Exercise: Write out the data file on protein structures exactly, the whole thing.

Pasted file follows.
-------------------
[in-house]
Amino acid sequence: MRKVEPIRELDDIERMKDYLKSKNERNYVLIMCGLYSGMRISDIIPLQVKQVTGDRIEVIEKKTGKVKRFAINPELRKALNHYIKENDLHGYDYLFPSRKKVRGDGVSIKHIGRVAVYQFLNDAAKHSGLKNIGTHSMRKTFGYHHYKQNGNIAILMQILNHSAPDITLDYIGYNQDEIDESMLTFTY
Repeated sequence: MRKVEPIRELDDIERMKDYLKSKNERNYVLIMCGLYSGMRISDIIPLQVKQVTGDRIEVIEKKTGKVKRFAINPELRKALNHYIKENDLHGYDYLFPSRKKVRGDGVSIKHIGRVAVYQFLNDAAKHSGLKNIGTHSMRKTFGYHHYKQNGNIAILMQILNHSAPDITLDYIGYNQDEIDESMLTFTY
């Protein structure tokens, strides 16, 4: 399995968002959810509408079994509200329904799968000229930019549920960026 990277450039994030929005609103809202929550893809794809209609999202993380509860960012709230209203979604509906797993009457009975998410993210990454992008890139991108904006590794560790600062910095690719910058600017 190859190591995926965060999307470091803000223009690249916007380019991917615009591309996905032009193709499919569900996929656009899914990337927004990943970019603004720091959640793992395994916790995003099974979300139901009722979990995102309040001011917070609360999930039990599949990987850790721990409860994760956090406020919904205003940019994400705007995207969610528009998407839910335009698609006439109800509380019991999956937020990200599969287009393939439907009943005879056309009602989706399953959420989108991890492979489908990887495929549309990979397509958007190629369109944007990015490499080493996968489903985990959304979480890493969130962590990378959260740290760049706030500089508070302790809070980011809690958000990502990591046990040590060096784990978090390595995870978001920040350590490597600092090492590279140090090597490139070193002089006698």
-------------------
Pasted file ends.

[in-house]
Amino acid sequence: MRKVEPIRELDDIERMKDYLKSKNERNYVLIMCGLYSGMRISDIIPLQVKQVTGDRIEVIEKKTGKVKRFAINPELRKALNHYIKENDLHGYDYLFPSRKKVRGDGVSIKHIGRVAVYQFLNDAAKHSGLKNIGTHSMRKTFGYHHYKQNGNIAILMQILNHSAPDITLDYIGYNQDEIDESMLTFTY
Repeated sequence: MRKVEPIRELDDIERMKDYLKSKNERNYVLIMCGLYSGMRISDIIPLQVKQVTGDRIEVIEKKTGKVKRFAINPELRKALNHYIKENDLHGYDYLFPSRKKVRGDGVSIKHIGRVAVYQFLNDAAKHSGLKNIGTHSMRKTFGYHHYKQNGNIAILMQILNHSAPDITLDYIGYNQDEIDESMLTFTY
């Protein structure tokens, strides 16, 4: 399995968002959810509408079994509200329904799968000229930019549920960026 990277450039994030929005609103809202929550893809794809209609999202993380509860960012709230209203979604509906797993009457009975998410993210990454992008890139991108904006590794560790600062910095690719910058600017 190859190591995926965060999307470091803000223009690249916007380019991917615009591309996905032009193709499919569900996929656009899914990337927004990943970019603004720091959640793992395994916790995003099974979300139901009722979990995102309040001011917070609360999930039990599949990987850790721990409860994760956090406020919904205003940019994400705007995207969610528009998407839910335009698609006439109800509380019991999956937020990200599969287009393939439907009943005879056309009602989706399953959420989108991890492979489908990887495929549309990979397509958007190629369109944007990015490499080493996968489903985990959304979480890493969130962590990378959260740290760049706030500089508070302790809070980011809690958000990502990591046990040590060096784990978090390595995870978001920040350590490597600092090492590279140090090597490139070193002089006698």